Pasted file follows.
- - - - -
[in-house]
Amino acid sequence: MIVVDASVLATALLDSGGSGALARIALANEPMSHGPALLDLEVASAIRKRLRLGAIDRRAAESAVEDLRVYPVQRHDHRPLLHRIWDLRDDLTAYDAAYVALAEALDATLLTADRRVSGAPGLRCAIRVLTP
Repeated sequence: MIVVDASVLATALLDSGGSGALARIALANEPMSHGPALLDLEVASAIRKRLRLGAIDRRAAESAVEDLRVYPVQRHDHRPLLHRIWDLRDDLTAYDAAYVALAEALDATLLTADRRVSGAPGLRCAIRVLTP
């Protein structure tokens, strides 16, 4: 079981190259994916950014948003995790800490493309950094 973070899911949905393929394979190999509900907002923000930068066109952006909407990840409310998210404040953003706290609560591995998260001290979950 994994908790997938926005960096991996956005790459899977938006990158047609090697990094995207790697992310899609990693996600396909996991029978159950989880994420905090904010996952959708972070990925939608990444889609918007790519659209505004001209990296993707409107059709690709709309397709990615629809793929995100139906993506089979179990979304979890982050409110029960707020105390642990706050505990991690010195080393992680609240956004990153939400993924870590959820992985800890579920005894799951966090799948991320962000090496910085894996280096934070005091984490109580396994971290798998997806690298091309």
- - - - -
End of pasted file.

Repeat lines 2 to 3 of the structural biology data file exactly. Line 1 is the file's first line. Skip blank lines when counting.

Amino acid sequence: MIVVDASVLATALLDSGGSGALARIALANEPMSHGPALLDLEVASAIRKRLRLGAIDRRAAESAVEDLRVYPVQRHDHRPLLHRIWDLRDDLTAYDAAYVALAEALDATLLTADRRVSGAPGLRCAIRVLTP
Repeated sequence: MIVVDASVLATALLDSGGSGALARIALANEPMSHGPALLDLEVASAIRKRLRLGAIDRRAAESAVEDLRVYPVQRHDHRPLLHRIWDLRDDLTAYDAAYVALAEALDATLLTADRRVSGAPGLRCAIRVLTP